by Gina Rollins
Data content standards affect a wide range of day-to-day HIM work. Here’s what you need to know.
They may sound like they belong up in the IT stratosphere, but data content standards-or the lack of them-affect a wide range of day-to-day HIM work right here on the ground. As standardization increases, electronic health information will begin to go farther and do more than ever before. Content standards are integral to the capture and processing of consistent, quality data in electronic practice. As a result, the presence or absence of content standards has consequences for all aspects of HIM practice, from coding and data analysis to performance reporting and public health surveillance.
Coming to Terms
Content standards describe the structure and content of data elements (as opposed to describing the transmission of information or messaging standards). Data content standards will facilitate the ultimate level of interoperability when disparate organizations can not only transmit data according to accepted protocols but also interpret data within the same context and with the same basis of understanding.
More and more attention is being placed on developing and harmonizing data content standards, primarily as a result of increased interest in EHRs and a nationwide health information network that would enable the secure sharing of health data among authorized providers throughout the country.
Broad-based initiatives are under way to create new and streamline existing data content standards that are duplicative or overlapping. Perhaps the most ambitious is the Healthcare Information Technology Standards Panel, a consortium of standards development organizations, associations, vendors, and the like, commissioned by the American National Standards Institute under contract to the Department of Health and Human Services. The consortium has been asked to demonstrate a consensus-based process for setting standards in the healthcare industry.
AHIMA is involved in a separate project under contract to the National Library of Medicine to validate the SNOMED CT to ICD-9-CM rules-based reimbursement use-case map. SNOMED is creating the map for inclusion in the Unified Medical Language System, a federally funded project to facilitate retrieval and integration of electronic biomedical information from a variety of sources. The common coding systems for claims processing are found within the system, as are more than 100 other terminology and vocabulary systems.
But content standards are less likely to receive as much attention at individual organizations. Even as these industry-wide efforts take root, many providers are still implementing EHRs and may not have focused extensively on data content standards. However, those standards are at the heart of their ability to share and receive electronic data and put those electronic data to work with minimum effort and maximum return in areas such as reimbursement, data analysis, and performance reporting.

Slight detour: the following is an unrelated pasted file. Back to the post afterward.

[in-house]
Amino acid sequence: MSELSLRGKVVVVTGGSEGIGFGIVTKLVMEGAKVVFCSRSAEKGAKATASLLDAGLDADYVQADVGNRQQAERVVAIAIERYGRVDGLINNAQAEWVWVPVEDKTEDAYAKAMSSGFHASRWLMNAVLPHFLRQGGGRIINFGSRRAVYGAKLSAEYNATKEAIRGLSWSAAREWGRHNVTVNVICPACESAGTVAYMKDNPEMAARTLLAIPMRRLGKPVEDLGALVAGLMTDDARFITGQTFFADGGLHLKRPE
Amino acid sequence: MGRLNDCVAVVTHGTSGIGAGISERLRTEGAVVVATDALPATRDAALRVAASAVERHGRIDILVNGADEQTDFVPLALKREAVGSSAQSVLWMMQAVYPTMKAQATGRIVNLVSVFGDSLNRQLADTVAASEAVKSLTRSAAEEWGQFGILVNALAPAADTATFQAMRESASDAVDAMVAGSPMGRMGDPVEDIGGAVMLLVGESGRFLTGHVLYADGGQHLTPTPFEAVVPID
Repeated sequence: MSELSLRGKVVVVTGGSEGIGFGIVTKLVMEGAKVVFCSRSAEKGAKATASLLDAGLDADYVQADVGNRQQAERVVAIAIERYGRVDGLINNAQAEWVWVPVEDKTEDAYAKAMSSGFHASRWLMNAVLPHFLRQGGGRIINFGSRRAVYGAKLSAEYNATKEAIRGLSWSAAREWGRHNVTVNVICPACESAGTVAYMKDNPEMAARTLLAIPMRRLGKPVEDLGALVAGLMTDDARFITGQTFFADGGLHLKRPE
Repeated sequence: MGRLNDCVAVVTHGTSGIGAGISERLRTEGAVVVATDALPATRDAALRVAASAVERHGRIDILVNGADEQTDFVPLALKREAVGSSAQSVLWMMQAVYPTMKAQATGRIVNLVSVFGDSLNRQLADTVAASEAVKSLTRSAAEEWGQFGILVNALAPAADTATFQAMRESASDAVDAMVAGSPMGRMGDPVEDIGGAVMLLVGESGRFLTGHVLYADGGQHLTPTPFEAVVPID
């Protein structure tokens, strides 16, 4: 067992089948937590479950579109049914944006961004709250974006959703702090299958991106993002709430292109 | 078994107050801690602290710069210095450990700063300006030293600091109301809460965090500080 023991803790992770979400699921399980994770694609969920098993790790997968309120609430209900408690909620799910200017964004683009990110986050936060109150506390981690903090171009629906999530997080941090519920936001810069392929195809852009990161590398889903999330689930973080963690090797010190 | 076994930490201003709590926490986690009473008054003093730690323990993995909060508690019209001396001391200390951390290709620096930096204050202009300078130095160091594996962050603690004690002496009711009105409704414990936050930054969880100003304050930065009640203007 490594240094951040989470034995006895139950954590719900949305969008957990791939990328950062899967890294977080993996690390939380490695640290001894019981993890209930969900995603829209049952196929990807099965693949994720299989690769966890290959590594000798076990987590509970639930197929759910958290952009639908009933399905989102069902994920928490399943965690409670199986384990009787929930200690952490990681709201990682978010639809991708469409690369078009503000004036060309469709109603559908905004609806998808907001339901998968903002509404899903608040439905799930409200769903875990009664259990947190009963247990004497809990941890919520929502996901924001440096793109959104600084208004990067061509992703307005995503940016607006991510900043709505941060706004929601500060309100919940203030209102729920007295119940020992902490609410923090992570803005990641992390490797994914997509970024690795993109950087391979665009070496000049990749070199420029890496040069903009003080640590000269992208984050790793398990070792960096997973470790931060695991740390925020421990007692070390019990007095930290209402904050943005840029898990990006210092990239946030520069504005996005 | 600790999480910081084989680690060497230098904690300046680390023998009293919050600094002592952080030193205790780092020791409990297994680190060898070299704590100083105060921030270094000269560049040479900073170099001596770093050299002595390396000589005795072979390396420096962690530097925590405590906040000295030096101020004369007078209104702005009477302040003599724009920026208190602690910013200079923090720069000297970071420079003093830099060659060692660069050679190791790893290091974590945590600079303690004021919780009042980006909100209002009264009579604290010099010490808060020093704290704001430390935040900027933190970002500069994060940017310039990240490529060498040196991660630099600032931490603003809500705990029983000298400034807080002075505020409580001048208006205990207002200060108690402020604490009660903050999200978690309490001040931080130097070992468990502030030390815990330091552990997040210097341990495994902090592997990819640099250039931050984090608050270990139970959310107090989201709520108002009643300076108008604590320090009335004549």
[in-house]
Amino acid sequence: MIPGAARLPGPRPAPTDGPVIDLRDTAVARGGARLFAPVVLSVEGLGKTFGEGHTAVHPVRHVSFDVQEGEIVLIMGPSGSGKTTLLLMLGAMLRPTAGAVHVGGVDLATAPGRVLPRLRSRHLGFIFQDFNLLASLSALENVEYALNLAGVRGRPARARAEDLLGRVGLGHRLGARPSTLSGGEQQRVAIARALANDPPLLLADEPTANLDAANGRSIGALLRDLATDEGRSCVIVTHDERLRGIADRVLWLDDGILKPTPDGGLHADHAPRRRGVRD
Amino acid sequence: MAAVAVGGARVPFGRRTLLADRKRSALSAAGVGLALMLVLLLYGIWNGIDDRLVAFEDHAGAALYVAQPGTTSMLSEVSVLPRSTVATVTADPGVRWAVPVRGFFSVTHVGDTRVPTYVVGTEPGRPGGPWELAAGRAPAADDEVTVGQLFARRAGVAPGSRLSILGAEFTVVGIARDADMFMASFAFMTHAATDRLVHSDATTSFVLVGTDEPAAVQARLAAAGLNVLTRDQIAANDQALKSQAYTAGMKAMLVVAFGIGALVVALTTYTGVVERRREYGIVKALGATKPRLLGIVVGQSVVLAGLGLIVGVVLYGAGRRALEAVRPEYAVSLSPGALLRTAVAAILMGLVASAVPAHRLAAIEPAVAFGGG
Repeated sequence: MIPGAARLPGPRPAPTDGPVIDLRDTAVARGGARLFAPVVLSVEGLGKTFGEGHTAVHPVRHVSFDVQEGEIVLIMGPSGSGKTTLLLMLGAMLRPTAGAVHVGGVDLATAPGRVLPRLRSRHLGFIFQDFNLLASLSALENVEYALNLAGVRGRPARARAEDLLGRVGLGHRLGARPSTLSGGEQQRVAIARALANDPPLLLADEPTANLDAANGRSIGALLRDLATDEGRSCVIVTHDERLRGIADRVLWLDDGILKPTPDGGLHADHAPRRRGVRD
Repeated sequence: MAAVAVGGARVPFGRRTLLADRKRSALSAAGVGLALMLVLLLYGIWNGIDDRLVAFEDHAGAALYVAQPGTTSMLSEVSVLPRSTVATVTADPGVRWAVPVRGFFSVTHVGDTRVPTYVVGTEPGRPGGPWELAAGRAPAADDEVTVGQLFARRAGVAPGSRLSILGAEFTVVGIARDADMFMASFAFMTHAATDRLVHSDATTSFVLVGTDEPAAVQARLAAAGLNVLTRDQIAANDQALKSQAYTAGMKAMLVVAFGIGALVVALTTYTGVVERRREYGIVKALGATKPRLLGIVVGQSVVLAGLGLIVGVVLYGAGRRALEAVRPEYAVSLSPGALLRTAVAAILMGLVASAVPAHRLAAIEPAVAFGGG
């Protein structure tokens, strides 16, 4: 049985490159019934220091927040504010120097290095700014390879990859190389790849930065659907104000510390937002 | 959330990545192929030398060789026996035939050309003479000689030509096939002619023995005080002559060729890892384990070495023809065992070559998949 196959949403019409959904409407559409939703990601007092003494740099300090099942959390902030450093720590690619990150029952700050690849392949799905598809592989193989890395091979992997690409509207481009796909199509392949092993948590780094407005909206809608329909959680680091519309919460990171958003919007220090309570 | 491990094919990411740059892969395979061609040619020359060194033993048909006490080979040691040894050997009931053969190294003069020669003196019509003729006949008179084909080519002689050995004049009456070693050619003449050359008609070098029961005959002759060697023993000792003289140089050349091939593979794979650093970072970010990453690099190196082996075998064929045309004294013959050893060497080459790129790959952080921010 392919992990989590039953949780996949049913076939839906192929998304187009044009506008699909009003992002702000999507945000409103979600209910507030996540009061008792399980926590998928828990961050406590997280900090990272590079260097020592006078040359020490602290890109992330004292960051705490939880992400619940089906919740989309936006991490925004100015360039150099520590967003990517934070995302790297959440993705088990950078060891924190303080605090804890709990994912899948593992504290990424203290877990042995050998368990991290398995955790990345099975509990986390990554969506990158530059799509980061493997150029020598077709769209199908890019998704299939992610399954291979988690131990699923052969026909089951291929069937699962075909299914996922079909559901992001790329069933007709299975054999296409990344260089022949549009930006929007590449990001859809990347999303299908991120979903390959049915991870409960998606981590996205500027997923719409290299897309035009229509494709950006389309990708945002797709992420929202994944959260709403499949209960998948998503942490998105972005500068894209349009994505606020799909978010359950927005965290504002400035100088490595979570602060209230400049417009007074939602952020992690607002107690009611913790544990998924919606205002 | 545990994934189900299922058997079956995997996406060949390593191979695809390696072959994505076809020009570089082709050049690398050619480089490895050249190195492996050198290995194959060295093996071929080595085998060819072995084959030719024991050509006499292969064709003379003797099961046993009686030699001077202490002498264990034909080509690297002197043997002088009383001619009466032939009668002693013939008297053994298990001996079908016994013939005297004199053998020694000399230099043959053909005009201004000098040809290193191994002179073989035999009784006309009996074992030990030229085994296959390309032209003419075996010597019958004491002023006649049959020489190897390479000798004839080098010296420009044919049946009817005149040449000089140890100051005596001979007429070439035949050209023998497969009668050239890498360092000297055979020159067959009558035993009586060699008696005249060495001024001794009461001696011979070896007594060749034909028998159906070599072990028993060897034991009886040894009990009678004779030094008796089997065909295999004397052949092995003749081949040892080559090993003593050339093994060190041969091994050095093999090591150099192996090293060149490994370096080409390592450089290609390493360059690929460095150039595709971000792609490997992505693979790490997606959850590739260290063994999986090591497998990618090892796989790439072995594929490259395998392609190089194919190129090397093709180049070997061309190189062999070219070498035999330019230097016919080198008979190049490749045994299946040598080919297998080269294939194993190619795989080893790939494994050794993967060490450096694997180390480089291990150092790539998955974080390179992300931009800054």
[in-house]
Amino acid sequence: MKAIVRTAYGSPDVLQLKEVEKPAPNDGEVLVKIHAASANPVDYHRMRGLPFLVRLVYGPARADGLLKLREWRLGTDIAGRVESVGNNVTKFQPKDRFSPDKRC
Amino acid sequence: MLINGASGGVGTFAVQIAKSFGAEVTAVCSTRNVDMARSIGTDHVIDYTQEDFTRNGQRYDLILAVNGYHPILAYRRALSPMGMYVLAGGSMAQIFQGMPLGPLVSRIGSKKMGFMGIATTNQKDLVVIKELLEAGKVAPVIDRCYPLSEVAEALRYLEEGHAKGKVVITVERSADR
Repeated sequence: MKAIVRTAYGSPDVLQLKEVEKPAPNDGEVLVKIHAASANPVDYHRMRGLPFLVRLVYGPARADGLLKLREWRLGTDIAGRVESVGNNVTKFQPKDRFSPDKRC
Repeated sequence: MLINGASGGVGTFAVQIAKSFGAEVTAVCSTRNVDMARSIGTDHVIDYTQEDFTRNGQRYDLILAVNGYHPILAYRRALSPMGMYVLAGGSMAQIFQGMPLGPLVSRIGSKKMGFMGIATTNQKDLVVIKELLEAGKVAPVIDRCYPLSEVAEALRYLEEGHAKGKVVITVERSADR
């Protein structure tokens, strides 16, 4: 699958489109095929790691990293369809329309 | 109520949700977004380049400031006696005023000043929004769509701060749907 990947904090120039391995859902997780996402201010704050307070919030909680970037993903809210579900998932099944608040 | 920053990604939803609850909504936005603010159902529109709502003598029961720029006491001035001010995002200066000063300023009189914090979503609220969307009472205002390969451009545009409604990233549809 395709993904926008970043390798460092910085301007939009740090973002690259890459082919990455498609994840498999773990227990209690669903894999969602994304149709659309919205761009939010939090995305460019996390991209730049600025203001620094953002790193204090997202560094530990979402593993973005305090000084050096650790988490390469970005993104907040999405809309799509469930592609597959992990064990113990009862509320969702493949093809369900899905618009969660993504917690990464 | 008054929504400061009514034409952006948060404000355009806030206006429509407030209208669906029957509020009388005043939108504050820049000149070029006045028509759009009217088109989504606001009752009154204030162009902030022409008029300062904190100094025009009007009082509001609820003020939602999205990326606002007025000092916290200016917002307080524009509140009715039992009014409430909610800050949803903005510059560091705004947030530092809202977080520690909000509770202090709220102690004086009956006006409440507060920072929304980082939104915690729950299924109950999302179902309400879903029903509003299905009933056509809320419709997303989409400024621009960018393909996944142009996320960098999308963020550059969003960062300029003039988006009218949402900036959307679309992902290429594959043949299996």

In the coding arena, the greatest effect of data content standards may be in efforts to map ICD-9-CM and CPT codes to SNOMED. This mapping will create an integrated record with robust clinical information tied to appropriate administrative data. With 350,000 concepts, SNOMED is a rich descriptor of diagnostic and clinical findings highly preferred by physicians over ICD-9-CM, which has a mere 13,000 codes. However, the HIPAA standard for submitting diagnoses on electronic claims is ICD-9-CM. So when clinical records use SNOMED and electronic claims require ICD-9-CM, there must be a map from SNOMED to ICD-9-CM for data to flow seamlessly from clinical to billing formats.
A growing number of HIM professionals are involved in such data-mapping efforts, including Sandra Bailey, RHIA, an independent contractor for the Veterans Health Administration (VHA) based in Warrenton, VA. Bailey participates in a coding forum collaboration between the VHA and Kaiser Permanente. After multidisciplinary concept modeling teams describe the best codes and rules for a particular clinical concept in SNOMED and ICD-9-CM, the coding forum validates the recommended map or suggests modifications for the concept modeling team.
These types of mapping initiatives are becoming more widespread and definitely need HIM participation, according to Bailey. “Doctors present a very valuable piece to the puzzle by describing what the terminology means to them, but they can’t do it alone. Especially when you are developing a use case, you need people who know the rules to be very involved,” she explains. “You can have a perfectly legitimate linguistic concept, but without rules you will match words without concepts, which is meaningless.”